I had the pleasure to attend last week’s 57th meeting of the North American Network Operators’ Group (NANOG) in Orlando, FL as part of the RagingWire team, which included folks from our data center and network engineering groups. Not only was the weather a balmy 70 degrees, but it was one of the most informative events I have been to in my career thus far. The NANOG meeting covered some of the most important and controversial topics on the cutting edge of internet security, connectivity, and governance going into 2013. Some highlights:
World Conference on International Telecommunications (WCIT) Update.
Put simply, NANOG is a community of network operators who exchange technical and operational information in support of a single goal: to make the internet as connected and resilient as possible, ensuring free flow of information around the world. With this end-state in mind, internet governance is a topic of much conversation and consternation among the NANOG members who attend this session of the meeting.
The main thrust of the December 2012 WCIT, was to update and ratify a new, 21st century iteration of the International Telecommunications Regulations (ITRs) which were last ratified in 1988. Sally Wentworth, a public policy manager at the Internet Society, presented a "postmortem" on the effects and way forward from the ITR treaty that was voted on at the conference. Much of the presentation focused on dangers posed by those nations that wish to regulate and/or have the capability to censor, on a nationwide scale, the availability or usefulness of the internet as a weapon to quell popular sentiment or anti-government organization. The presentation was a timely reminder that unfettered, low-cost access to the internet is an ideal that must be protected. Ms. Wentworth also called on the NANOG membership body, as an expert knowledge base, to be a contributor and party to making that ideal a reality both now and in the future.
The Infrastructure and Internet Impacts of Hurricane Sandy.
Two sessions during the NANOG meeting were dedicated to the effects of Hurricane Sandy on the internet and the infrastructure that supports it. One the first day of the meeting, several data center providers discussed their responses and lessons learned from their facilities located in the NJ and NY areas. This presentation really highlighted the importance of data center location from a risk management point of view, but it isn’t just about location. Protecting data center infrastructure is also about the pre-planning that must be in place before a natural disaster occurs: diesel fuel refueling contracts, reliable hotel arrangements (with reliable backup power), work-from-home arrangements, food storage at the facility, and staffing arrangements, to name a few.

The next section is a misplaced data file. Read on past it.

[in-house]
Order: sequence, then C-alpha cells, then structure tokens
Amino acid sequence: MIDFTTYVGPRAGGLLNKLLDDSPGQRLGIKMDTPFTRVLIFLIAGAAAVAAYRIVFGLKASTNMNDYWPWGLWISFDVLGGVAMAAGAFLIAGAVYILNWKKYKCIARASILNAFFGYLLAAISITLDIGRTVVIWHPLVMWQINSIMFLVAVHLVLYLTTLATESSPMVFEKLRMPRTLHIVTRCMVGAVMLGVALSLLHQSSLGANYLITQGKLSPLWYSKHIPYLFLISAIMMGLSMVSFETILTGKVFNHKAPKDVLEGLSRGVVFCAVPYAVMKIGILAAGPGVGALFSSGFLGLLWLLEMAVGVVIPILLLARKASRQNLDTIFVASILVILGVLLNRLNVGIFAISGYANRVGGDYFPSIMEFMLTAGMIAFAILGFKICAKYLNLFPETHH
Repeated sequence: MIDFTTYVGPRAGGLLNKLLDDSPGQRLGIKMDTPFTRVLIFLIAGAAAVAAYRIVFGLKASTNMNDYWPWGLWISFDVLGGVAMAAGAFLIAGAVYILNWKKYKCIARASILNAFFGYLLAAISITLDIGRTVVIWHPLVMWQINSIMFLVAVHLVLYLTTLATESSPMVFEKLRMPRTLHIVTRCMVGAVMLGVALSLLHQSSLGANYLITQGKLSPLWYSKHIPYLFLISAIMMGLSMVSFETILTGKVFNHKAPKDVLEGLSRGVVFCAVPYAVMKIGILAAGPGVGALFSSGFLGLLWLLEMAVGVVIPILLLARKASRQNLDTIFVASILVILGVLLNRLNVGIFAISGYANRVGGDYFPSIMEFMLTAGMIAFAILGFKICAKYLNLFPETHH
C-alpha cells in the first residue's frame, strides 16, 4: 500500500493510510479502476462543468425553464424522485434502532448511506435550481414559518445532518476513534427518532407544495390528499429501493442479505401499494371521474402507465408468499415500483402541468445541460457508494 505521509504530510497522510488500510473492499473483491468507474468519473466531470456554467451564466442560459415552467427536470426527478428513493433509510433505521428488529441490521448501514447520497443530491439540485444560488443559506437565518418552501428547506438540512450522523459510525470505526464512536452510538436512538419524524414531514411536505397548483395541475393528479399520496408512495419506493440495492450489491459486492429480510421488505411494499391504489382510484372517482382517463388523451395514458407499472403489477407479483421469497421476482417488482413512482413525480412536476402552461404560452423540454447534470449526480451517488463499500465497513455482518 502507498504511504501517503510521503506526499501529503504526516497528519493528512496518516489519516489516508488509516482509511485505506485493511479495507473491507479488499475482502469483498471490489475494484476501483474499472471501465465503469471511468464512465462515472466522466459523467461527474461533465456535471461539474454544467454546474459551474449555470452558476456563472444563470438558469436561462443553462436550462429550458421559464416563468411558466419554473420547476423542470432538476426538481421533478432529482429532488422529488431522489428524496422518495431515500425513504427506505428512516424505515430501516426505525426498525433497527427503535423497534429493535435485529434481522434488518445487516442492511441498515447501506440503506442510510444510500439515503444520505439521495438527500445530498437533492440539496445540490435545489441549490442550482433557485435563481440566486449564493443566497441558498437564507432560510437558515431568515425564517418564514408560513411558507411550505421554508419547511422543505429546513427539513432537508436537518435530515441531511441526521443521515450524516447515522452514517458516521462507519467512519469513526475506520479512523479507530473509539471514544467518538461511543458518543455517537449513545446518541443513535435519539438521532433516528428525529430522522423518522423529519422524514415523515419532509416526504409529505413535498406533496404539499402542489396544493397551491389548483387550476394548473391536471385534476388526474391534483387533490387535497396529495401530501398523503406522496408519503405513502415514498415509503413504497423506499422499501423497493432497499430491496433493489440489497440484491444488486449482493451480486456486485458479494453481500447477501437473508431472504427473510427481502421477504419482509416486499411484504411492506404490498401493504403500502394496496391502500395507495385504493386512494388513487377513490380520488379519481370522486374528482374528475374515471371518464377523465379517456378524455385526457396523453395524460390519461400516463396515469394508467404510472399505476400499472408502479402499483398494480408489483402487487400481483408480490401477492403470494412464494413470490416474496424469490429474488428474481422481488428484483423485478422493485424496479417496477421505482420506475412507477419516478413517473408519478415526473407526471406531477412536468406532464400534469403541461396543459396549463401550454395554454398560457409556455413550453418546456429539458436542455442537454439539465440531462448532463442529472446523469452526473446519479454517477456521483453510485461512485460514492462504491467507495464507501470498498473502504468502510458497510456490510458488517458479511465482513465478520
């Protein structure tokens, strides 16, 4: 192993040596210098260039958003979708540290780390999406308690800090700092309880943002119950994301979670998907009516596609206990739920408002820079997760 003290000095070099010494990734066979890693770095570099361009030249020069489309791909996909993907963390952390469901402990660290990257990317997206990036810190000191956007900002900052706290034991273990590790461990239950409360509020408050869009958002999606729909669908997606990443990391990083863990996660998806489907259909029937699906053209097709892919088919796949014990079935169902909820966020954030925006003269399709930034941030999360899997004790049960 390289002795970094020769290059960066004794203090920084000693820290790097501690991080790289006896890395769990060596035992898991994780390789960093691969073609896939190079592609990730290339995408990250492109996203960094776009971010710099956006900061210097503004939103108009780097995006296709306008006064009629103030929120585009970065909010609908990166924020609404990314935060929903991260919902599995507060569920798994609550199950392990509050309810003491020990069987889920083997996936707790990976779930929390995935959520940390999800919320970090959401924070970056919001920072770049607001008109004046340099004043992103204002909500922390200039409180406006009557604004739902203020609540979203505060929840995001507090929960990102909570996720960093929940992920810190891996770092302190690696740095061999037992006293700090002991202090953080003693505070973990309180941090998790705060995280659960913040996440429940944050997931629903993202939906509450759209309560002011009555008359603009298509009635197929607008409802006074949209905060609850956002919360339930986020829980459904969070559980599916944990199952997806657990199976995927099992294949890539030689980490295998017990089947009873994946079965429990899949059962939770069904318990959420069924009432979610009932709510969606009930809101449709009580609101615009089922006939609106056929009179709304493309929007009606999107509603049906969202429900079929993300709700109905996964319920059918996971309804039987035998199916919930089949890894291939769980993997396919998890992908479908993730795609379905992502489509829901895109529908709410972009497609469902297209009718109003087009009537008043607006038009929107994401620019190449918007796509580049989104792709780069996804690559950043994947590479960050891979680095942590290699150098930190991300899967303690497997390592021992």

The second day featured a session on the impacts of Hurricane Sandy on the internet and posed the question: What happens if we turn off power to one of the key traffic exchange cities? One of the most interesting presentations ensued, demonstrating the interconnectedness and flexibility at the core of the internet as trace routes changed in real time to pass through Ashburn, VA instead of NYC as Sandy made landfall.
Arbor Networks Infrastructure Security 2012 Report
This meeting session focused on a survey by Arbor Networks that explored the landscape of network threats and attacks (multi-vector, DDoS) over the past year. Top issues for network operators included DDoS attacks (trending towards multi-vector sustained attacks), enterprise data centers as vulnerable even with firewalls, the increased concern over “shared risk” in migrating applications to the cloud, and the inability of mobile service providers to have visibility into their networks in order to detect or combat any kind of attack. Most attack incidents appear to be motivated by ideology, be it politics or revenge. The presentation took a deep dive into the recent, persistent, multi-vector DDoS attacks, nicknamed “Operation Ababil,” of many top Wall Street financial institutions that are ongoing. Overall, an eye-opening account of the ever-growing threat to network security, not just on a governmental level, but at the industrial/enterprise level as well.
If you work or play on the internet, you should know about NANOG, the Internet Society, and other groups who discuss topics like the ones presented last week – and who desire to keep the internet accessible and reliable for all of us. Congrats to NANOG members for the community they have built and the collective expertise they have to influence the international internet community.